Date of Award


Publication Type

Master Thesis

Degree Name



Mechanical, Automotive, and Materials Engineering

First Advisor

Bruce Paul Minaker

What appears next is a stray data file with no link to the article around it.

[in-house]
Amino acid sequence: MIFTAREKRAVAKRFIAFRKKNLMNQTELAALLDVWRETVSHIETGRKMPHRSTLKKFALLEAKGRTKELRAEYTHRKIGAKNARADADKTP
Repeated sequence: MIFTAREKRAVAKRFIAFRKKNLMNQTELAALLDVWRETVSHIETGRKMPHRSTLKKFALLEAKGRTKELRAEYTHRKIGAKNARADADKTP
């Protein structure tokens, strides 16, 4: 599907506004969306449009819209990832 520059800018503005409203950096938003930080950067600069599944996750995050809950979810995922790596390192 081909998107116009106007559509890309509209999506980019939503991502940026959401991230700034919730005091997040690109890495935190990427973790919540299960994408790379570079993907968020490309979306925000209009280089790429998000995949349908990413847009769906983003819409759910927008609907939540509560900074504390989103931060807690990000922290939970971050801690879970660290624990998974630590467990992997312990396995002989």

With the increasing popularity of autonomous vehicles, much research has been done focusing on vehicle vision and tracking ability, but the handling performance of the vehicle itself is still important, especially under emergency circumstances. However, production vehicles are developed with the ease of control for human drivers as one of the criteria. What if this restraint is removed from the vehicle, and then the machine driver is developed? Is the vehicle able to reach a higher limit than the current maximum handling performance? This research attempts to answer these questions, through the application of a curvature based lateral controller to a 10 DOF nonlinear vehicle model. The concept of a driver's internal vehicle model is used, and is proposed to represent varying skill levels of the driver. The simulation is conducted in Simulink, with integrated MATLAB codes. The results obtained from the one-lap vehicle tracking simulation show only a marginal handling performance increase with the change of handling characteristics and different drivers' skill level.